Polystylis­tic French- Cuban duo Ibeyi yearns for a just world

Chicago Sun-Times - - SUN-TIME AGENDA - — PETER MARGASAK

FRENCH- CUBAN TWINS Lisa- Kainde and Naomi Diaz, also known as polystylis­tic R& B duo Ibeyi, mas­ter­fully trans­form first­hand ex­pe­ri­ences and thoughts into some­thing uni­ver­sal on their rav­ish­ing sec­ond al­bum, Ash ( XL). The for­mer wrote the song “I Wanna Be Like You” with the lat­ter in mind. Though the lyrics re­call her early mem­o­ries of dream­ing she pos­sessed the qual­i­ties of her sib­ling, as the sis­ters sing, “I’m of­ten down, of­ten down / I of­ten cry, of­ten cry,” they come off as a pow­er­ful yearn­ing for child­like op­ti­mism and hope. “Death­less” is based on an ex­pe­ri­ence Lisa- Kainde had when she was 16, where she was wrongly ac­cused and hu­mil­i­ated by a French po­lice­man, who dumped the con­tents of her purse on the street. Over the im­plor­ing tenor sax­o­phone of guest Ka­masi Wash­ing­ton the twins chant, “We are death­less” with a de­ter­mi­na­tion that can’t quite over­come the scar­ring caused by the en­counter. In “Away Away” they long for a calmer, less fran­tic world over shim­mer­ing beats and a deftly de­ployed ef­fect that re­calls the damped gui­tar tones in the Ann Pee­bles clas­sic “I Can’t Stand the Rain.” As on the duo’s su­perb epony­mous de­but, Ash col­lides sub­tle in­flec­tions of Afro- Cuban rhythms with sul­try, con­tem­po­rary R& B; Ibeyi trust in the gen­tle shapes of their songs, and their lovely har­monies and sim­mer­ing grooves get the job done. The most stun­ning song on the al­bum, “Trans­mis­sion/ Michae­lion” ( which fea­tures bas­sist Meshell Nde­geo­cello), is a two- part mar­val that un­folds with prayer-like solem­nity, only break­ing into beats in its sec­ond half. Only “No Man is Big Enough for My Arms,” which re­lies too heav­ily on sam­pled speech by Michelle Obama to con­vey its fem­i­nist mes­sage, falls short.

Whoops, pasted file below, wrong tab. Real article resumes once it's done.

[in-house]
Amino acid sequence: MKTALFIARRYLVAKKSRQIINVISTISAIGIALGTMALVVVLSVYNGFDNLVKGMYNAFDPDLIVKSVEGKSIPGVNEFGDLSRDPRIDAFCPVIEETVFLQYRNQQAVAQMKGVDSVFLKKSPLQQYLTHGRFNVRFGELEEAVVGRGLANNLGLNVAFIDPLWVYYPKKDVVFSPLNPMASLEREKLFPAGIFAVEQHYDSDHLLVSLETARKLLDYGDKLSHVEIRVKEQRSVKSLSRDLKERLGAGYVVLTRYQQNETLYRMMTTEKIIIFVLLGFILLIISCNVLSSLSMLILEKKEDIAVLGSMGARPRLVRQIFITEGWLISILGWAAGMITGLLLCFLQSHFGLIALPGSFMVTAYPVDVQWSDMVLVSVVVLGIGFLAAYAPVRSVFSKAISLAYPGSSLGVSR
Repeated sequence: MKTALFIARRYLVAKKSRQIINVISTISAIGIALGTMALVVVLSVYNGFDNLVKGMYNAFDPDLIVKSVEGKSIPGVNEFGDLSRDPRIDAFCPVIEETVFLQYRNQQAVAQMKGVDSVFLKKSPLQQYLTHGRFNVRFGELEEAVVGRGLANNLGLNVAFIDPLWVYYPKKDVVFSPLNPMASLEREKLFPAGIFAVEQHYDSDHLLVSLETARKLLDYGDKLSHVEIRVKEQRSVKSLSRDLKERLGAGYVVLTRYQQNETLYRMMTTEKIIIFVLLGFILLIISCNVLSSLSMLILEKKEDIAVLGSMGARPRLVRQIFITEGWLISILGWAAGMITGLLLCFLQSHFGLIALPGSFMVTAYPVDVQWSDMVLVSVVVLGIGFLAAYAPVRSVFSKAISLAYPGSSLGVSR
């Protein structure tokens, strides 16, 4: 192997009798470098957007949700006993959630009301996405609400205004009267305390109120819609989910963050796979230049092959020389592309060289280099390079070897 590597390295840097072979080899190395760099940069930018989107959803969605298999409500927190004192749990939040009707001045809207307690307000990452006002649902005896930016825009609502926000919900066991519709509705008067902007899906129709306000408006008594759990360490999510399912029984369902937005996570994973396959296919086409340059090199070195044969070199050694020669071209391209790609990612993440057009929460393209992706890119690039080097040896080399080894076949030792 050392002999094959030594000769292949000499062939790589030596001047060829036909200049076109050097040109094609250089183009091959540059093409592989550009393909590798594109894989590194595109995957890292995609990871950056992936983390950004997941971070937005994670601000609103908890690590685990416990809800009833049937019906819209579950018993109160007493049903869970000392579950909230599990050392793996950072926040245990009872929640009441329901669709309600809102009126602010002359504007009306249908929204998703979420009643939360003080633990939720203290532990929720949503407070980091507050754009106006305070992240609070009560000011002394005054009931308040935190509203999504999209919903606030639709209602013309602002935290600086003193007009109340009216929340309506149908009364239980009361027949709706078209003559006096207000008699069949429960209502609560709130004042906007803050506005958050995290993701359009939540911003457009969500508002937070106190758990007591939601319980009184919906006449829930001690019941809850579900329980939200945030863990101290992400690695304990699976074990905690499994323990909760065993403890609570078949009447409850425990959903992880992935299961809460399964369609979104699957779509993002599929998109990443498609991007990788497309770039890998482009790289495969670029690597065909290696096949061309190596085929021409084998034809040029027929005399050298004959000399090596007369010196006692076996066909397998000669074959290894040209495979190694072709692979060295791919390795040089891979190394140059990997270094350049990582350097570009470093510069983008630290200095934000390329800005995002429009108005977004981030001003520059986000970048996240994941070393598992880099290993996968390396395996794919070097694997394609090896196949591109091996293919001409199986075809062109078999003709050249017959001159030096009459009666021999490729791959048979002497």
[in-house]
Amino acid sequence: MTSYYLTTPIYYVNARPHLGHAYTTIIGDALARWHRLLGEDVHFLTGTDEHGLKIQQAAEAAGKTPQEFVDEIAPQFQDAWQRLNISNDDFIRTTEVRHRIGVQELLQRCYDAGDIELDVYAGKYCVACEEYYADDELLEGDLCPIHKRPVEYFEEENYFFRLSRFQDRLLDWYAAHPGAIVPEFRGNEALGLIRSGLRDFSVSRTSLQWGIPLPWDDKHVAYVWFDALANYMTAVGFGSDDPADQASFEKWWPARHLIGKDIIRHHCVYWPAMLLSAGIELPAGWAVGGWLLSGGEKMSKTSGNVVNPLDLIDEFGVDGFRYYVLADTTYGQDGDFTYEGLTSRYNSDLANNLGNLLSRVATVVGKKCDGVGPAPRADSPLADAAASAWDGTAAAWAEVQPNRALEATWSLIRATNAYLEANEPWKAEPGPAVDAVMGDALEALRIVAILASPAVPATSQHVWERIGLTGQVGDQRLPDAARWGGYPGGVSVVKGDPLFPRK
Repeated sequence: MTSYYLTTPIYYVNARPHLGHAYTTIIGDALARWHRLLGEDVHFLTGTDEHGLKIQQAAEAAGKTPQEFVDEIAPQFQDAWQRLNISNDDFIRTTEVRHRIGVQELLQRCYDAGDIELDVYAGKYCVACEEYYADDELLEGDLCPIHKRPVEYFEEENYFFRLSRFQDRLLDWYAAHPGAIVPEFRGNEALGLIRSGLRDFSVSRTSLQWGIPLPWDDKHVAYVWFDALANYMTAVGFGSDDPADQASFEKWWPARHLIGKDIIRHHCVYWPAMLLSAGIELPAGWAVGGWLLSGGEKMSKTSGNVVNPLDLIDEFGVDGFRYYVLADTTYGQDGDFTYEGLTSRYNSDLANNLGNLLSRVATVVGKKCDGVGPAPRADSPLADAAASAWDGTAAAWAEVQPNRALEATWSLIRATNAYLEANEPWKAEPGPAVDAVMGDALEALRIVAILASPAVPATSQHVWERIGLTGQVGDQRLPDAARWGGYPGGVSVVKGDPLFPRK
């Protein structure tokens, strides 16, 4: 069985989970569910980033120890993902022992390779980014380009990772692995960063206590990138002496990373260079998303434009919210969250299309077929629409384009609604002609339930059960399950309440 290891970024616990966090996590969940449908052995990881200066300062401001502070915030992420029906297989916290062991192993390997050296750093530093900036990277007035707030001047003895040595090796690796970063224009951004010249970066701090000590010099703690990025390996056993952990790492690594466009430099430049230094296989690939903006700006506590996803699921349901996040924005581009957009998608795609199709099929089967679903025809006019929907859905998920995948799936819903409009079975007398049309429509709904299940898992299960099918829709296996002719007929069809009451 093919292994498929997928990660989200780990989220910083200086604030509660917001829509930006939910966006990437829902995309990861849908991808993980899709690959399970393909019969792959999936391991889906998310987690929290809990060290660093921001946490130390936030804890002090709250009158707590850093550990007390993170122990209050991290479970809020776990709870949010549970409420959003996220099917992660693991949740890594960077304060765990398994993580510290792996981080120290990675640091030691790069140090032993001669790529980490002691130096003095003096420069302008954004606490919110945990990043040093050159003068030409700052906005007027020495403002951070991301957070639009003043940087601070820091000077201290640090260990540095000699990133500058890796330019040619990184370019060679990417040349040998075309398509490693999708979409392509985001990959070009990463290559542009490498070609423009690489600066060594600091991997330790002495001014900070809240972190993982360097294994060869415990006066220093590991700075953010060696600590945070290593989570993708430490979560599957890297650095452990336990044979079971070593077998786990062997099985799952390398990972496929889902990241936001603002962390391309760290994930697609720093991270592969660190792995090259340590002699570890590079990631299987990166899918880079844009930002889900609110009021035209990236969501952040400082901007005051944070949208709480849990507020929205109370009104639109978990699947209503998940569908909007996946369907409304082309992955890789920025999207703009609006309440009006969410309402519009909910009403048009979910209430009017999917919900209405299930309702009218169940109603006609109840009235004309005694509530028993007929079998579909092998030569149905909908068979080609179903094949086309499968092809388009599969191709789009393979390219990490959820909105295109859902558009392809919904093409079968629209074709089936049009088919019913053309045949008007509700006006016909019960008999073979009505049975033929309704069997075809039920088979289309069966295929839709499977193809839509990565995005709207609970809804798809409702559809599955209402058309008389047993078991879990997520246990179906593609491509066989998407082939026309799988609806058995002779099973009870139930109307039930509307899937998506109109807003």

AM­BER MA­HONEY

IBEYI, THEMIND, KODA Fri 11/ 10, 9: 30 PM, Metro, 3730 N. Clark, $ 15. 18+

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